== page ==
The concept of ‘greedflation’ has been gaining a lot of traction in these inflationary times. Albert Edwards, global strategist at Societe Generale Corporate & Investment Banking, has gone as far as to warn of “the end of capitalism” if it isn’t addressed. Some sceptics might carp that SG is a French firm and therefore less wedded to robust Anglo-Saxon capitalism, but Edwards has arrived there via Dresdner Kleinwort and the Bank of America, and presumably has absorbed both tendencies.
The theory of greedflation isn’t new, mind. It was already being noised around in 2022 as firms jacked up prices amid widespread inflation and constraints in supply chains in the wake of Russia’s invasion of Ukraine. The particular edge to the understandable increase in prices was the ensuing increase in corporate profits, which were a lot less understandable and justifiable in a period of crisis.
Back in March 2022, Senator Bernie Sanders introduced legislation in the US Senate that would impose a 95% windfall tax on excess profits of major companies. But nothing seems to have got better in the interim.
Edwards was quoted in the Financial Times as citing US Bureau of Economic Analysis data on US fourth-quarter 2022 non-financial profit margins, indicating that these are still running at record highs. Further analysis in the FT showed that, as of late March 2023, 52% of global companies were still earning above their ten-year average margin.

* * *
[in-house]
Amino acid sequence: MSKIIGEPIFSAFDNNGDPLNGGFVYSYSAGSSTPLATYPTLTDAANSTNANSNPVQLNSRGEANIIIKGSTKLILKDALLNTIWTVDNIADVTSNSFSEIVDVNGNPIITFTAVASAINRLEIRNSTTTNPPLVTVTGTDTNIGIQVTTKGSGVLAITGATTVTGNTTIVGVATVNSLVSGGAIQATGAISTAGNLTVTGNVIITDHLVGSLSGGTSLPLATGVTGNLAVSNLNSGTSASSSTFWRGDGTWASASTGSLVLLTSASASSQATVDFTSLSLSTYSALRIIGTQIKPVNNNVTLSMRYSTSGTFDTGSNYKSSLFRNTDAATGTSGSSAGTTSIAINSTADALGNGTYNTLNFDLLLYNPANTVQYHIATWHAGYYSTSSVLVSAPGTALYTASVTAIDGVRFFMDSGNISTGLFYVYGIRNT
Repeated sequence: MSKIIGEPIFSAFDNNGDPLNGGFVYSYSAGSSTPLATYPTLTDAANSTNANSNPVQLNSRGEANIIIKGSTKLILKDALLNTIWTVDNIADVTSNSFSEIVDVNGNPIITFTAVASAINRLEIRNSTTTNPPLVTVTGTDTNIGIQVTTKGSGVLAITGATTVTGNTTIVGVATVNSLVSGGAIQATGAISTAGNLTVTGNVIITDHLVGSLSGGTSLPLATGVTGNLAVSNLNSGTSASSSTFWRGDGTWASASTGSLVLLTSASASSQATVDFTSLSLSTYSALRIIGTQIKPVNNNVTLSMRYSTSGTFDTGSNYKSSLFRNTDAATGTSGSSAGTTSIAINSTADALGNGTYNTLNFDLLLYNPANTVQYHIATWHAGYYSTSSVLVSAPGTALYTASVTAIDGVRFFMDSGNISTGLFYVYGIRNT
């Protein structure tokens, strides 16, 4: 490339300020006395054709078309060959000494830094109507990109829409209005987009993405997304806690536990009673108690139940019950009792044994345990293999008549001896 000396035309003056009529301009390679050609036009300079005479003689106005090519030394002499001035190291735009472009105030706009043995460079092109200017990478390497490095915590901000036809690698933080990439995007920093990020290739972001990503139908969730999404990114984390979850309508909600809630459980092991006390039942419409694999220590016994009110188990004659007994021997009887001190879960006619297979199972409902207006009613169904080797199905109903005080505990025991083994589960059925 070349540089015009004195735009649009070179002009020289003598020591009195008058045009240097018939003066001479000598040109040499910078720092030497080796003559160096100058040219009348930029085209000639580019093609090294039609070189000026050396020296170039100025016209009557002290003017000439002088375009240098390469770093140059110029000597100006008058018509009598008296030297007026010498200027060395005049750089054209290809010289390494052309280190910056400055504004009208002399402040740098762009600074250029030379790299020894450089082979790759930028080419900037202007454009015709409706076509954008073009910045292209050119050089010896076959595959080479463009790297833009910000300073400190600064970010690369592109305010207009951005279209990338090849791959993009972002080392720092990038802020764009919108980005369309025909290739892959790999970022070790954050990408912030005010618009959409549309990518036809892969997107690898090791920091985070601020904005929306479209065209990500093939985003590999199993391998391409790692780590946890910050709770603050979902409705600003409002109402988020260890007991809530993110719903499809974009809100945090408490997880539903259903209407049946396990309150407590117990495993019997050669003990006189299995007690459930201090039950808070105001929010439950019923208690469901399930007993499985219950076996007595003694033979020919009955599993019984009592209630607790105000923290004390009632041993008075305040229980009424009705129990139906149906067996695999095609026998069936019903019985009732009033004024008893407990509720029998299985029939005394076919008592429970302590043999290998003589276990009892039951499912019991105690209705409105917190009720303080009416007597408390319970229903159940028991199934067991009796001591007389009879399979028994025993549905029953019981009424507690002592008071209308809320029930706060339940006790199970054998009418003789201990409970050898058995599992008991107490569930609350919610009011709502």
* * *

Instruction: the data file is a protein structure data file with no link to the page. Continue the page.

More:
Should companies be pressured to stop passing on inflated costs to consumers, or should price controls be taboo? The latter argument assumes that prices are efficient and market-driven in the first place. But what is still the single most influential price in the global economy? Oil. Is that price really driven purely by market rates? No way. It’s swayed by a cartel of governments and producers whose political priorities have time and again come first.
Prices of many other goods and services in most economies are dictated by a raft of subsidies, import controls, regulations and other factors, overt or covert. Simple, fair and objectively determined prices are a myth. The only question is how to regulate, and why. And that's not even touching the question of corporate profits and the taxes that should be charged on them.
In his book Capital in the Twenty-First Century, French economist Thomas Piketty argued and demonstrated through deep historical analysis that over the long term, capital aggregation and preservation far outperformed capital creation and new business formation.
Left to itself, capitalism has no intrinsic tendency to enrich or benefit anyone but capital-holders, and the myths of trickle down and free-wheeling entrepreneurialism are exactly that - myths.
In this context, laissez-faire is a dead letter. The only question is, how and how much to regulate capitalism, or hit meltdown.